Dr. Zafari has been actively involved in teaching medical students in following courses and examinations: Sophomore Clinical Methods, Junior Oral Examinations at Grady Memorial Hospital and the Atlanta VA Medical Center, Current Mechanisms in Cardiovascular Disease: From Bench to the Bedside, and the M3 Teaching Course. He has mentored more than 20 residents and fellows in clinical and translational research, and has received teaching awards by cardiology fellows and the J. Willis Hurst Internal Medicine Residency Program at Emory. Since January 2003 he has served as the Series Editor for the Hospital Physician Cardiology Board Review Manuals, a bimonthly publication with a nationwide circulation of 20,000, which provides state-of-the-art reviews in various subjects in cardiovascular medicine. Dr Zafari has also coauthored a medical textbook designed for medical students preparing for their final examinations in Germany, Switzerland and Austria. This review is now in its 6th edition and is published in Germany. In 2004 he became the Director of the Cardiovascular Training Program, the largest cardiovascular training program in the United States with dedicated basic scientist, clinical investigator and clinician educator tracks.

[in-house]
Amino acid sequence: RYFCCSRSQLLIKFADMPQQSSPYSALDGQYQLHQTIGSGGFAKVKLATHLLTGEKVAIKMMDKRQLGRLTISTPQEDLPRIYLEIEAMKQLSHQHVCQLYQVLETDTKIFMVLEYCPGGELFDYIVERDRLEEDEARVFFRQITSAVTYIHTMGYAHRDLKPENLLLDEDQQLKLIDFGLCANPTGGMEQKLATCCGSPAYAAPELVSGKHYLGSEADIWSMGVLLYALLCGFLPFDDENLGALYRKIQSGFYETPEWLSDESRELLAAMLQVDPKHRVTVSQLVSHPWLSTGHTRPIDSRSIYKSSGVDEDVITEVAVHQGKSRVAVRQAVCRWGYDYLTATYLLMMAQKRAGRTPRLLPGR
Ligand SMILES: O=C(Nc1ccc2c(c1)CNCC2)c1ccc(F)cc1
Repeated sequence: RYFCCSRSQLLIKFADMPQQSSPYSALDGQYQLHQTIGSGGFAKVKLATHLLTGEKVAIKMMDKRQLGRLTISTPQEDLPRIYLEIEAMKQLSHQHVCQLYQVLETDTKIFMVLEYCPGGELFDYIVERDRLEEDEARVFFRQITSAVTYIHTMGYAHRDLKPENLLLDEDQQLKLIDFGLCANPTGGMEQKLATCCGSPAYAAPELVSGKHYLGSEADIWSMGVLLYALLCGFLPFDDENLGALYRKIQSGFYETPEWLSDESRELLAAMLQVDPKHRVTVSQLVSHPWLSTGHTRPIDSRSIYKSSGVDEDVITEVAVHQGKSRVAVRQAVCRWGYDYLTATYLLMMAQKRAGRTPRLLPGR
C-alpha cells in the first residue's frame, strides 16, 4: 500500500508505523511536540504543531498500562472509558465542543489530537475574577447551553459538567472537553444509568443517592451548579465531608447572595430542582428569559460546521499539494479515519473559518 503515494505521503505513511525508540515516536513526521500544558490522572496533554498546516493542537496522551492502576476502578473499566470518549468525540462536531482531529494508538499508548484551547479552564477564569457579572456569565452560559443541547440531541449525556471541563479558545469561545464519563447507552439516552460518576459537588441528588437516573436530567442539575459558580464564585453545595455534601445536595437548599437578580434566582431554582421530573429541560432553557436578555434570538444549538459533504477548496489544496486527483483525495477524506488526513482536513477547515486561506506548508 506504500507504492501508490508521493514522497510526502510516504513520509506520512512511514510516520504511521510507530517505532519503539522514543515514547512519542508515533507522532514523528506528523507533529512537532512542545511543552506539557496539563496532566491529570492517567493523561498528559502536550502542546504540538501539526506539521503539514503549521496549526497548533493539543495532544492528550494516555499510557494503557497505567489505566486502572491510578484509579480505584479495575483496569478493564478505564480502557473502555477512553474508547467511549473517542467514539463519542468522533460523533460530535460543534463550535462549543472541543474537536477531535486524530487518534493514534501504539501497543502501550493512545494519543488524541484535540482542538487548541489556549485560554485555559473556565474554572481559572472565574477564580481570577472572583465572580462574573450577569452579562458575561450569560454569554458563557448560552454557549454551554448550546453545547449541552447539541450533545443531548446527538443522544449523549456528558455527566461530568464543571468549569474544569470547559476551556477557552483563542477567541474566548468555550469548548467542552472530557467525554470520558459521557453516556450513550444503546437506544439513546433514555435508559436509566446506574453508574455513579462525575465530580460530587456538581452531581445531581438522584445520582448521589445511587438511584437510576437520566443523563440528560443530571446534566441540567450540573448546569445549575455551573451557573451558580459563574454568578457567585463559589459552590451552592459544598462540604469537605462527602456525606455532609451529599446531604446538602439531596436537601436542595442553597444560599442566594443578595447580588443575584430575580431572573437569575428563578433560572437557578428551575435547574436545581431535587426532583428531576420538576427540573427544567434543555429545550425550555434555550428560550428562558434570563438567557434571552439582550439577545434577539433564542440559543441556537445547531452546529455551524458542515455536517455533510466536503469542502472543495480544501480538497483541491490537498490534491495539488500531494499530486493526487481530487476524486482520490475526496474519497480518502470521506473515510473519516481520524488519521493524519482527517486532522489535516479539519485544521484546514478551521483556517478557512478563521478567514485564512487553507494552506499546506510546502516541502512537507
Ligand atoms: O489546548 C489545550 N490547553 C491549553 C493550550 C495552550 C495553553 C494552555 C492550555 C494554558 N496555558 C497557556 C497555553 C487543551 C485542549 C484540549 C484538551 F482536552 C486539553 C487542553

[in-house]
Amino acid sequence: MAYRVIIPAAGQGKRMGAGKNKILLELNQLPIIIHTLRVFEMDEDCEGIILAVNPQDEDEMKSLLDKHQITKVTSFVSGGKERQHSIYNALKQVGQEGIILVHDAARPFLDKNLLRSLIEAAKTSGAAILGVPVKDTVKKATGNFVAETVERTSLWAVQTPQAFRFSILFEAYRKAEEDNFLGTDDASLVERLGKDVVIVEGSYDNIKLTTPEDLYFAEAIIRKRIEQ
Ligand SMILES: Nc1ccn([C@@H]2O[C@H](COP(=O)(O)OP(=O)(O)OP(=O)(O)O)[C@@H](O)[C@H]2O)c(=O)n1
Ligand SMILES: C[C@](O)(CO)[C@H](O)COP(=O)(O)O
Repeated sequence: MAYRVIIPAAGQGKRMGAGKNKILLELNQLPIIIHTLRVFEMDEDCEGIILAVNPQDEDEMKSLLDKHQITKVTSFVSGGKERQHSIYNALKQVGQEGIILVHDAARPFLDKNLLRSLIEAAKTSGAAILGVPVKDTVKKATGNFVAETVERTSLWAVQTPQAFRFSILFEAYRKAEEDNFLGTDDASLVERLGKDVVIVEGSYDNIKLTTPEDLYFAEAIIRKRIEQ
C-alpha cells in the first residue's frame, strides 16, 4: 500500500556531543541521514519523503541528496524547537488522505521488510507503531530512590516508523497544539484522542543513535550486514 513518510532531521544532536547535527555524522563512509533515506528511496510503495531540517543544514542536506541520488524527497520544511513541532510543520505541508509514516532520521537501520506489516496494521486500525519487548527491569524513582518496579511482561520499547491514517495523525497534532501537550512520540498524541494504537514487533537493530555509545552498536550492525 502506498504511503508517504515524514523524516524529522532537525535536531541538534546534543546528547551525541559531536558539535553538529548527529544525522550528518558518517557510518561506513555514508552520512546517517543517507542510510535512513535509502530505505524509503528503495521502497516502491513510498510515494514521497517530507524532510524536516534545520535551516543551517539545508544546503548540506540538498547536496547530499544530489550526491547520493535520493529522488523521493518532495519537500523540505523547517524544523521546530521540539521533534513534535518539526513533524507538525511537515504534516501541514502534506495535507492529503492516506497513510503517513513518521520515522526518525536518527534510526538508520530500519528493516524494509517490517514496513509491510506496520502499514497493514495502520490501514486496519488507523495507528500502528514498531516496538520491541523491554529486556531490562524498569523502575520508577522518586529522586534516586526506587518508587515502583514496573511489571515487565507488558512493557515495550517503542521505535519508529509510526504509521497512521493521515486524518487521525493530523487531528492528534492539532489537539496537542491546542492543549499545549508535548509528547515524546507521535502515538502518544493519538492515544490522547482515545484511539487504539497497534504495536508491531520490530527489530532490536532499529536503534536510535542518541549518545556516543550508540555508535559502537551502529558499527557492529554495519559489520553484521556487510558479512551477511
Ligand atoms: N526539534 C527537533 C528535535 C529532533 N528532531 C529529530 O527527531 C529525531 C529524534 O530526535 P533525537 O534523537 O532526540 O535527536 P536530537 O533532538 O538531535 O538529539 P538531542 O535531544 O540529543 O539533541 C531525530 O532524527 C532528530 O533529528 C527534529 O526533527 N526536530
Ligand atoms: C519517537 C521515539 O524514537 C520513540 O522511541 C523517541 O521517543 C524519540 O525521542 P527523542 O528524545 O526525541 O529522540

His educational goals include further enrichment of the Cardiovascular Training Program at Emory by establishing dedicated research tracks in clinical and translational research, and expansion of subspecialty training in Advanced Cardiovascular Imaging, Heart Failure/Transplantation and in Adult Congenital Heart Disease. Among the many challenges for the Emory Cardiovascular Training Program, is the commitment to balance educational and research-oriented activities with patient care in a manner that can attract the brightest fellows to Emory. The program’s ultimate goal is to equip cardiovascular trainees with the necessary tools to seek academic positions, and increase the number of Emory-trained cardiology academicians.